HR Tech Trends: Adoption in 2016
In the HR technology domain, some trends take longer to be adopted than others, even when the expected business impact of both are comparable. Various operational dependencies often drive which trend will explode, or not. These include competencies on-hand such as the:
– ability to properly interpret, analyze data, build related frameworks in the case of people analytics adoption;
– ability to expertly market a “case for change” if an HR transformation effort is the organizational mandate.
These may appear straightforward in theory, but trend adoption dynamics also extend to how the trend is being promoted, and by whom.
• Technology-Enabled Talent-Management Science
Sierra Cedar recently found that 39 percent of organizations were now involved in some form of talent-management analytics. But, the lack of analytics-related competencies such as defining the frameworks, interpreting data, identifying predictive relationships persists in most HR departments. We should expect to soon see HCM systems guide users as to where to look for relationships across their data ecosystem.
An increase in the employee turnover might have the system highlight factors that have contributed to higher turnover in the past; for example, a change in compensation or benefits, cutting back on management training, retirement or even restructuring activities that should perhaps not be counted as regular turnover, using less effective sourcing channels or more aggressive time-to-fill target metrics and so on.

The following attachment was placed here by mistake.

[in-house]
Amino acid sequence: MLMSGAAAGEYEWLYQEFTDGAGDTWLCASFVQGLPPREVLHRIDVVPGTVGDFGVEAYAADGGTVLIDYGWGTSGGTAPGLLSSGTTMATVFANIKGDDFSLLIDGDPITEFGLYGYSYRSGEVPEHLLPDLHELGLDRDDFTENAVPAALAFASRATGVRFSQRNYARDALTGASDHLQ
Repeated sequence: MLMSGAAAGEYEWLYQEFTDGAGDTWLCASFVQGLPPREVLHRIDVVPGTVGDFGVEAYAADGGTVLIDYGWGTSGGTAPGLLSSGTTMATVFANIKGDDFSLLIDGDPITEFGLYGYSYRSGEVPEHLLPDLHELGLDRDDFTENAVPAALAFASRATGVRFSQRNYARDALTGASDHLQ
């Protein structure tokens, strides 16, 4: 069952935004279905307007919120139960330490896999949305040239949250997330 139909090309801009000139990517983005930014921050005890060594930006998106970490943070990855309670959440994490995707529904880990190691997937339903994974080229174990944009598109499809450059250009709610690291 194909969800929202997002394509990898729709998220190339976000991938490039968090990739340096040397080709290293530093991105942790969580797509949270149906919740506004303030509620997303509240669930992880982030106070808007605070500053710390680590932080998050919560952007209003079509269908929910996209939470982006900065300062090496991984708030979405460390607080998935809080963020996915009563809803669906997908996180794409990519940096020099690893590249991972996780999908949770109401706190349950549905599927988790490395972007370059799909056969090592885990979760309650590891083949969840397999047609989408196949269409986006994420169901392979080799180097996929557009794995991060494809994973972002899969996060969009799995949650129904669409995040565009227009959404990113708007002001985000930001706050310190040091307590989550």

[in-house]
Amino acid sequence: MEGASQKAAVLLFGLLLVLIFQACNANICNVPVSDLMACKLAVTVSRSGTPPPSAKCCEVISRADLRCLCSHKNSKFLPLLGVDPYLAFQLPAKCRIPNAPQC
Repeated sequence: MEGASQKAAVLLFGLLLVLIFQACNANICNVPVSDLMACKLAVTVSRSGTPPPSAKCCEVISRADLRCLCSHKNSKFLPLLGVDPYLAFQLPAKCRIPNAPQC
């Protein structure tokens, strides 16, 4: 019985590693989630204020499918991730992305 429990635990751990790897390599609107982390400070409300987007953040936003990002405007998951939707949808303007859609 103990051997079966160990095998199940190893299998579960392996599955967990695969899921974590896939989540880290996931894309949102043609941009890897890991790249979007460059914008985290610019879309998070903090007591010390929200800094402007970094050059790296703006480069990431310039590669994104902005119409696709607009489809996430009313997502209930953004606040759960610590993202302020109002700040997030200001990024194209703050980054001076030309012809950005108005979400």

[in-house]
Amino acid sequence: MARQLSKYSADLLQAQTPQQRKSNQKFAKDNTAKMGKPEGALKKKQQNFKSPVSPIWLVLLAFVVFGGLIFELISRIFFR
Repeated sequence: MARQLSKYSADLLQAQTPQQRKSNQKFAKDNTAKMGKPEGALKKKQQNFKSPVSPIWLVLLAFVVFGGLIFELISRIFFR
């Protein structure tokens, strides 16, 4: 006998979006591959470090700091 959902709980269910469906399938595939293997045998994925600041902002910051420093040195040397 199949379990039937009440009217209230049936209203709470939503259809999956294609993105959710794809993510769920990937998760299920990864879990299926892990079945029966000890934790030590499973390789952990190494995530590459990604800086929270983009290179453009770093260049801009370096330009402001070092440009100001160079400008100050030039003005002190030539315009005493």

• Personalized Engagement and Retention Plans
With three generations working side-by-side at workplaces for the first time, it is more critical than ever to personalize how employees are managed and through what rewards and recognition levers. Basically to the extent of having personalized engagement and retention plans for all key employees and including what each employee values in his/her work experience and career journey over time.
In addition, personality tests and team culture or compatibility indicators, might soon become staples within enterprise HCM solutions going forward. Letting a high-potential employee be exposed to different parts of the business might cost almost zero, but, in the end, could be a more effective engagement driver and retention hook than a larger bonus for many.
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